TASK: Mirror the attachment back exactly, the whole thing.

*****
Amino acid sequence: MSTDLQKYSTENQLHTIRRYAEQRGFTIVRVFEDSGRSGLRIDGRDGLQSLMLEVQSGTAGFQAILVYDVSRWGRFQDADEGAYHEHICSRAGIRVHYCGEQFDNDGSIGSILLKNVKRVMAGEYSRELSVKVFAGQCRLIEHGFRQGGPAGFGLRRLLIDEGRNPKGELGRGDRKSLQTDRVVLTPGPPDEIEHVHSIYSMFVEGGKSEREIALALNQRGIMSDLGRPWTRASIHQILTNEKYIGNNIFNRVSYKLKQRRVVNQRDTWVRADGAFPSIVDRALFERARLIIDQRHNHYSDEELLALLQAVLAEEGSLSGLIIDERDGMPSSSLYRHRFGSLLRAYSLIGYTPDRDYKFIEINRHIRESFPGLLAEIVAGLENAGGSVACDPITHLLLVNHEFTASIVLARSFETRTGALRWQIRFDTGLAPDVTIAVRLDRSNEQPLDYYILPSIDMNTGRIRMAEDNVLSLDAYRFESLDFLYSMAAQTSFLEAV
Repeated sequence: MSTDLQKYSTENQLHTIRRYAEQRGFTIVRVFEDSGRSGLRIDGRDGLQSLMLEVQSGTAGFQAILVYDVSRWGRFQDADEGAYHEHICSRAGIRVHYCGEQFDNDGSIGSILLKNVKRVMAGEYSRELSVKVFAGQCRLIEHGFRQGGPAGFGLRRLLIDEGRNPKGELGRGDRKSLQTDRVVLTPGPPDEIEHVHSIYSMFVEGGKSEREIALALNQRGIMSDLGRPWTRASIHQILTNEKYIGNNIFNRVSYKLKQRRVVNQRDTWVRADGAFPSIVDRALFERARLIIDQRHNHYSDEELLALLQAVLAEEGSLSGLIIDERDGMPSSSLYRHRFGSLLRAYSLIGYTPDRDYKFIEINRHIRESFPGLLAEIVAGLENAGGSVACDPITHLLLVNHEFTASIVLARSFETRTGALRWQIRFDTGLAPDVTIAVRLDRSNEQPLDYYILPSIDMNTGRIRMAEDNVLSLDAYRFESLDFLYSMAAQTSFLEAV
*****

Amino acid sequence: MSTDLQKYSTENQLHTIRRYAEQRGFTIVRVFEDSGRSGLRIDGRDGLQSLMLEVQSGTAGFQAILVYDVSRWGRFQDADEGAYHEHICSRAGIRVHYCGEQFDNDGSIGSILLKNVKRVMAGEYSRELSVKVFAGQCRLIEHGFRQGGPAGFGLRRLLIDEGRNPKGELGRGDRKSLQTDRVVLTPGPPDEIEHVHSIYSMFVEGGKSEREIALALNQRGIMSDLGRPWTRASIHQILTNEKYIGNNIFNRVSYKLKQRRVVNQRDTWVRADGAFPSIVDRALFERARLIIDQRHNHYSDEELLALLQAVLAEEGSLSGLIIDERDGMPSSSLYRHRFGSLLRAYSLIGYTPDRDYKFIEINRHIRESFPGLLAEIVAGLENAGGSVACDPITHLLLVNHEFTASIVLARSFETRTGALRWQIRFDTGLAPDVTIAVRLDRSNEQPLDYYILPSIDMNTGRIRMAEDNVLSLDAYRFESLDFLYSMAAQTSFLEAV
Repeated sequence: MSTDLQKYSTENQLHTIRRYAEQRGFTIVRVFEDSGRSGLRIDGRDGLQSLMLEVQSGTAGFQAILVYDVSRWGRFQDADEGAYHEHICSRAGIRVHYCGEQFDNDGSIGSILLKNVKRVMAGEYSRELSVKVFAGQCRLIEHGFRQGGPAGFGLRRLLIDEGRNPKGELGRGDRKSLQTDRVVLTPGPPDEIEHVHSIYSMFVEGGKSEREIALALNQRGIMSDLGRPWTRASIHQILTNEKYIGNNIFNRVSYKLKQRRVVNQRDTWVRADGAFPSIVDRALFERARLIIDQRHNHYSDEELLALLQAVLAEEGSLSGLIIDERDGMPSSSLYRHRFGSLLRAYSLIGYTPDRDYKFIEINRHIRESFPGLLAEIVAGLENAGGSVACDPITHLLLVNHEFTASIVLARSFETRTGALRWQIRFDTGLAPDVTIAVRLDRSNEQPLDYYILPSIDMNTGRIRMAEDNVLSLDAYRFESLDFLYSMAAQTSFLEAV